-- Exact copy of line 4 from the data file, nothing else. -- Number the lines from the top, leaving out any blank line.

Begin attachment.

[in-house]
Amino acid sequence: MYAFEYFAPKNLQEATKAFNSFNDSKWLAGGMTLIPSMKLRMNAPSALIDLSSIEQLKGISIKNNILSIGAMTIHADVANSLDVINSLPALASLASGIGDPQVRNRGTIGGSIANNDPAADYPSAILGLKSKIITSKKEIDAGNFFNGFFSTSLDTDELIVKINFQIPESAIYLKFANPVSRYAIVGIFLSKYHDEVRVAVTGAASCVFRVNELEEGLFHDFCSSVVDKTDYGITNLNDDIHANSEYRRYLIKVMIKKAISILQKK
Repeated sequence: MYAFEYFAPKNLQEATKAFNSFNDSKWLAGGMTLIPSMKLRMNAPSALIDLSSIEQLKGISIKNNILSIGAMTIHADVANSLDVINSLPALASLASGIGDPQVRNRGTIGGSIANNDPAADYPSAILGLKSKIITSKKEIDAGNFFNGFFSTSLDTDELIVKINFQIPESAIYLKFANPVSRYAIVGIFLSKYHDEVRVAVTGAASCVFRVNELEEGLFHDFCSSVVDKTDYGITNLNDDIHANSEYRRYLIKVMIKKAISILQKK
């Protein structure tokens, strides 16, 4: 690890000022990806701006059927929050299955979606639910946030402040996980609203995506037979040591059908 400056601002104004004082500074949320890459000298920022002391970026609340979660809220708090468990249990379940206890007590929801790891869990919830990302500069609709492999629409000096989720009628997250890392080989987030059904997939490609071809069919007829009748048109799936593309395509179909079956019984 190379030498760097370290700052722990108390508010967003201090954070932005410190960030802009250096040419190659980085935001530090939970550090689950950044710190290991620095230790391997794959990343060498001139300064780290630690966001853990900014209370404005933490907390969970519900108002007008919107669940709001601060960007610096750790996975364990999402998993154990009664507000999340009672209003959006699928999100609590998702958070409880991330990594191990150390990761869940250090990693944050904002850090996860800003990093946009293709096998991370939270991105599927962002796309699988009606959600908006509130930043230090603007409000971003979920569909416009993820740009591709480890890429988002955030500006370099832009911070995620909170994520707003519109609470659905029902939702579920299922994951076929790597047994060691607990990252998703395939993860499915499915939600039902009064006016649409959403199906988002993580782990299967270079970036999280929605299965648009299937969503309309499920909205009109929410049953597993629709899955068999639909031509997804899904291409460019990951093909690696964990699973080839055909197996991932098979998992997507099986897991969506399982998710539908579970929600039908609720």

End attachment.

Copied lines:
């Protein structure tokens, strides 16, 4: 690890000022990806701006059927929050299955979606639910946030402040996980609203995506037979040591059908 400056601002104004004082500074949320890459000298920022002391970026609340979660809220708090468990249990379940206890007590929801790891869990919830990302500069609709492999629409000096989720009628997250890392080989987030059904997939490609071809069919007829009748048109799936593309395509179909079956019984 190379030498760097370290700052722990108390508010967003201090954070932005410190960030802009250096040419190659980085935001530090939970550090689950950044710190290991620095230790391997794959990343060498001139300064780290630690966001853990900014209370404005933490907390969970519900108002007008919107669940709001601060960007610096750790996975364990999402998993154990009664507000999340009672209003959006699928999100609590998702958070409880991330990594191990150390990761869940250090990693944050904002850090996860800003990093946009293709096998991370939270991105599927962002796309699988009606959600908006509130930043230090603007409000971003979920569909416009993820740009591709480890890429988002955030500006370099832009911070995620909170994520707003519109609470659905029902939702579920299922994951076929790597047994060691607990990252998703395939993860499915499915939600039902009064006016649409959403199906988002993580782990299967270079970036999280929605299965648009299937969503309309499920909205009109929410049953597993629709899955068999639909031509997804899904291409460019990951093909690696964990699973080839055909197996991932098979998992997507099986897991969506399982998710539908579970929600039908609720």